Biotin supplements for hair and nails have mega doses (10 mg of biotin) compared to the recommended daily intake, which is around 30 mcg. This interferes with the assays for TSH, free T4 and total T3 causing a pattern that looks like Graves’ with low TSH and high free T4 and total T3 (Elston, J Clin Endocrinol Metab 2016). Dr. Bloomgarden suspects this in patients who lack symptoms, but have labs suggesting thyrotoxicosis. Be sure to hold biotin supplements for 48 hours prior to thyroid function testing.

Treatment of hyperthyroidism

PTU has a blackbox warning for fulminant hepatic failure (see LiverTox page) and is mainly used in the 1st trimester of pregnancy or when patients cannot tolerate methimazole.

Methimazole: Adherence is challenging and requires clear and frequent patient education. Patients must be counseled about the risk for agranulocytosis. Those who develop fever or sore throat need a CBC and hospital admission if low WBCs. Dr. Bloomgarden prefers once daily dosing (for adherence) often starting with 15-20 mg once daily and titrating down to the minimally effective dose over time. This may be as low as 2.5 mg every other day. Methimazole should not be stopped while TSI antibodies remain elevated. Note: When free T4 is above 7, Dr Bloomgarden may start with methimazole >30 mg daily (split between two doses) to speed recovery.

Beta blockers (BB): Can be used to mitigate symptoms, but do not modify the course of disease. Dr Bloomgarden may overlap BBs with the initiation of methimazole for ~4 weeks until levels and symptoms improve. She prefers atenolol due to once daily dosing. Propranolol and metoprolol are also options. Consider central access and an esmolol drip for inpatients with thyroid storm. Caution: Look out for signs of heart failure. Some patient’s cardiac output is dependent on tachycardia and BBs can precipitate cardiovascular collapse. Note: Propranolol only prevents T4 to T3 conversion at very high doses (200 mg per day).

Graves’ treatment: Treat with methimazole and monitor TSI antibodies. Therapy can be stopped if antibodies become undetectable. Radioactive iodine (RAI) can worsen or precipitate Graves’ orbitopathy (Shamasunder, Clin Endocinrol 2008). Thus, it is contraindicated in patients with existing Graves’ eye disease. Thyroidectomy can be considered in patients who wish to become pregnant and cannot take methimazole.

Subclinical hyperthyroidism (SH)

Subclinical hyperthyroidism is a biochemical diagnosis with low TSH and normal free T4 and total T3. Dr Bloodgarden recommends repeating labs (e.g. in 3 months) to confirm the diagnosis. Treatment of SH remains controversial, but expert consensus from the 2016 ATA guidelines recommend treatment when: 

“When TSH is persistently <0.1 mU/L, treatment of SH is recommended in all individuals ≥65 years of age; in patients with cardiac risk factors, heart disease or osteoporosis; in postmenopausal women who are not on estrogens or bisphosphonates; and in individuals with hyperthyroid symptoms.” (Ross, Thyroid 2016)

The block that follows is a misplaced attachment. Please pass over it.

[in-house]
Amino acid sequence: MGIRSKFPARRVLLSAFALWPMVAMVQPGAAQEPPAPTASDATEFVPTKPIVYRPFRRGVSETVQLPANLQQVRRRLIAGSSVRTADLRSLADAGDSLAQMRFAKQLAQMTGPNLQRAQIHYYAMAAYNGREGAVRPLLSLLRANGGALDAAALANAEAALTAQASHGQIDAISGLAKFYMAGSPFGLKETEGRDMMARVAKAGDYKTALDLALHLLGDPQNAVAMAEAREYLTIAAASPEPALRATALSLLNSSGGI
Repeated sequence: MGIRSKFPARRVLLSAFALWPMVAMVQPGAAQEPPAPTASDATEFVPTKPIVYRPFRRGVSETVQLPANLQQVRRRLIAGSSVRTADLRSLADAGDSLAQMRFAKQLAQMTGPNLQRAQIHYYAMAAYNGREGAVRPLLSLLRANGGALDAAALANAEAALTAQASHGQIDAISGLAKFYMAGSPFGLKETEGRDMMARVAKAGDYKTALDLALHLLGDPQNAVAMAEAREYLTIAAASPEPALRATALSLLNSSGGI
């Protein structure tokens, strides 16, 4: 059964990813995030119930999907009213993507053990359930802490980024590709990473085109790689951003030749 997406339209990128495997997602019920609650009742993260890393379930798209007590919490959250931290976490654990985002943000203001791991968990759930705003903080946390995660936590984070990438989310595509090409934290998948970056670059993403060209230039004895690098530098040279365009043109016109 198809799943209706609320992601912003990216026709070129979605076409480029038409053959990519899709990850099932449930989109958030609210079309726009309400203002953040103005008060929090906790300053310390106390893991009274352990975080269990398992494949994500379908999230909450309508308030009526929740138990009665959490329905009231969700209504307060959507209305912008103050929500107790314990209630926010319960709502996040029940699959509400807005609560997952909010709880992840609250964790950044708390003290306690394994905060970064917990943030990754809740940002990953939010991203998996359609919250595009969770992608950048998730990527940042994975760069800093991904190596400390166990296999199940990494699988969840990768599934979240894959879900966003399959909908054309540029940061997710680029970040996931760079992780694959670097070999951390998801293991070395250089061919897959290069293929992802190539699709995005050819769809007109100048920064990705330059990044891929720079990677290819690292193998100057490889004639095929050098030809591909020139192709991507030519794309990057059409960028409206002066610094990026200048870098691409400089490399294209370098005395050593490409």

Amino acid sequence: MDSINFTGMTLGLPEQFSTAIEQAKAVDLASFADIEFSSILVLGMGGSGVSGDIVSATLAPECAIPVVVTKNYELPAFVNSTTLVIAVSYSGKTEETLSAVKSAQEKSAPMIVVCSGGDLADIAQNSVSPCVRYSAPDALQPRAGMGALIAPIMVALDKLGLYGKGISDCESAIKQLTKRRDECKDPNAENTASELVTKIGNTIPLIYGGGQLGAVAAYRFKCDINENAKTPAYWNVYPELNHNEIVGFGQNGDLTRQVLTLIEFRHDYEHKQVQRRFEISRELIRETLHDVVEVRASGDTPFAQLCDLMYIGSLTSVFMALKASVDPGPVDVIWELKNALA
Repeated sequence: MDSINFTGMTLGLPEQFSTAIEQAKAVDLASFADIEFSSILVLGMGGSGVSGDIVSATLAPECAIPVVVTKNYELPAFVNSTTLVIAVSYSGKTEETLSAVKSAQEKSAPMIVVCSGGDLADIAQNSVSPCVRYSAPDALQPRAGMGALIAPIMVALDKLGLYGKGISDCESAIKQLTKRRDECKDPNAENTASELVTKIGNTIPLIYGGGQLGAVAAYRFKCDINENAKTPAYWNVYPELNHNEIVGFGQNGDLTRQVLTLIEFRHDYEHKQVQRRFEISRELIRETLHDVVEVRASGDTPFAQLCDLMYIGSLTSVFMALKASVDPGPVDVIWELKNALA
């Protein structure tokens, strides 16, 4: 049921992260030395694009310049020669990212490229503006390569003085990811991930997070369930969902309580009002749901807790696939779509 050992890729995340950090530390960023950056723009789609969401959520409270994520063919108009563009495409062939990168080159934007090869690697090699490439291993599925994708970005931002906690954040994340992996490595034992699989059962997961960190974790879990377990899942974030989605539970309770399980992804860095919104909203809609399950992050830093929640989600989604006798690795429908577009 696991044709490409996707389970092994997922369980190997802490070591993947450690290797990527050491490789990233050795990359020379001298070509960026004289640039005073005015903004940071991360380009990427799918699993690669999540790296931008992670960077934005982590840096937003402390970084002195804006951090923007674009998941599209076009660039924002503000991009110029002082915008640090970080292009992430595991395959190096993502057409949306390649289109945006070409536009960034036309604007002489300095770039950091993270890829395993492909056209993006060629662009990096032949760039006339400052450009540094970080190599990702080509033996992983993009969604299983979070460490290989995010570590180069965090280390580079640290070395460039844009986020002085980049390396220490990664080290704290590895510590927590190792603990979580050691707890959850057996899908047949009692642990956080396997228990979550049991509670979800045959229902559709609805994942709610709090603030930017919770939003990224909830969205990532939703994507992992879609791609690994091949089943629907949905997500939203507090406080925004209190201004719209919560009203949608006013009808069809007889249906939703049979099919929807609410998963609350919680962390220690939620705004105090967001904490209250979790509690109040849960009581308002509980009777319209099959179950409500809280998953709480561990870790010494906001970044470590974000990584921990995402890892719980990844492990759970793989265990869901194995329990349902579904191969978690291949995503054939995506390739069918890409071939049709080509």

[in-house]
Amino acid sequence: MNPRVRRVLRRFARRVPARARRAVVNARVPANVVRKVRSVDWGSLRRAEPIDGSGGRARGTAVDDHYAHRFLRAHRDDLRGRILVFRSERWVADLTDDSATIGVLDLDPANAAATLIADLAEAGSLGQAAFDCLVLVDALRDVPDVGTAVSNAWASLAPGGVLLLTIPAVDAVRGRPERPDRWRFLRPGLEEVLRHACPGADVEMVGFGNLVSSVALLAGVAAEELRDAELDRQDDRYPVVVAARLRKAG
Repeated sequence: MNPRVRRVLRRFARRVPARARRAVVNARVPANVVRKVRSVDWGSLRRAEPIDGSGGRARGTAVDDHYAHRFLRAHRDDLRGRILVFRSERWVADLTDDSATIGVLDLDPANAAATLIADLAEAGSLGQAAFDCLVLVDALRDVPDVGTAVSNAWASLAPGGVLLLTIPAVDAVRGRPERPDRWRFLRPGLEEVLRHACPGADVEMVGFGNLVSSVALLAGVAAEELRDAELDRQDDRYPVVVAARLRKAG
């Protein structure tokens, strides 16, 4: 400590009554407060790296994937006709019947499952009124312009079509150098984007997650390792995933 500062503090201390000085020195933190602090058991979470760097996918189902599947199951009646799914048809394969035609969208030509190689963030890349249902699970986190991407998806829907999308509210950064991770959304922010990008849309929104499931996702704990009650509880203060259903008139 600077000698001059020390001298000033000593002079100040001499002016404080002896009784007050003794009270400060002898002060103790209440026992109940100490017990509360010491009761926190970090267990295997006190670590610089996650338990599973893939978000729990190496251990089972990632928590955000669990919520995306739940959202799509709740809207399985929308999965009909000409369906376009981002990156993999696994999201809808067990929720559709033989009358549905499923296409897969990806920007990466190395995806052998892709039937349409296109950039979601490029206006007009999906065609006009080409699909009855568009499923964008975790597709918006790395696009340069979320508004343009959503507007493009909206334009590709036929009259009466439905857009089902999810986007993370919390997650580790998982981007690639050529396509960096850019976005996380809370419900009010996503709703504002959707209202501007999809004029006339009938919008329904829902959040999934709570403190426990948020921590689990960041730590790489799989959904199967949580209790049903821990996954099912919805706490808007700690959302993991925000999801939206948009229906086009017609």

Don’t forget to check a TSH in patients with osteoporosis to look for subclinical hyperthyroidism (expert opinion). It remains unclear whether or not treatment prevents fracture.


  1. After the Fall (How Humpty Dumpty Got Back Up Again (Children’s book)
  2. Circe (book)
  3. Dr Bloomgarden and friends started this non-profit to address the infodemic during COVID19 

*The Curbsiders participates in the Amazon Services LLC Associates Program, an affiliate advertising program designed to provide a means for sites to earn advertising commissions by linking to Amazon. Simply put, if you click on our links and buy something we earn a (very) small commission, yet you don’t pay any extra.


Listeners will develop an approach to the diagnosis and management of hyperthyroidism and thyrotoxicosis.

Learning objectives

After listening to this episode listeners will…  

  1. Recognize the signs and symptoms of thyrotoxicosis
  2. Perform the appropriate diagnostic evaluation to differentiate between the various causes of thyrotoxicosis
  3. Counsel and treat patients with thyrotoxicosis
  4. Develop an approach to subclinical hyperthyroidism


Dr Bloomgarden reports no relevant financial disclosures. The Curbsiders report no relevant financial disclosures. 


Bloomgarden E, Karginov T, Williams PN, Watto MF. “#228 Thyroid on Fire: Hyperthyroidism with Dr Eve Bloomgarden”. The Curbsiders Internal Medicine Podcast. Final publishing date August 3, 2020.


  1. August 9, 2020, 12:33am Waqar Ahmed writes:

    I would like to ask Dr Bloomgarden about her views on " Block and replace " approach of treatment of Hyperthyroidism/Graves Disease. This entails administering a high dose of antithyroid drug like methimazole initially and blocking synthesis of thyroid hormones significantly. Later on if there is development of hyperthyroidism, a replacement dose of thyroxine is administered. This method is supposed to have advantages of taking benefit of adequate immunosuppressive actions of methimazole and at the same time avoids risk of under or overdosing of antithyroid medication. Best regards

    • August 9, 2020, 7:05pm Matthew Watto, MD writes:

      Thanks for your feedback. You can try reaching out on Twitter: @evebmd

  2. August 13, 2020, 8:13am Dr Trishila writes:

    Thanks a lot for such amazing teaching.I work in India.Learning lot from the Curbsiders.Trying to listen to the episode everyday and show notes too.Too helpful.It has immensely improved my diagnosis skills.

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The Curbsiders are partnering with VCU Health Continuing Education to offer FREE continuing education credits for physicians and other healthcare professionals. Visit and search for this episode to claim credit.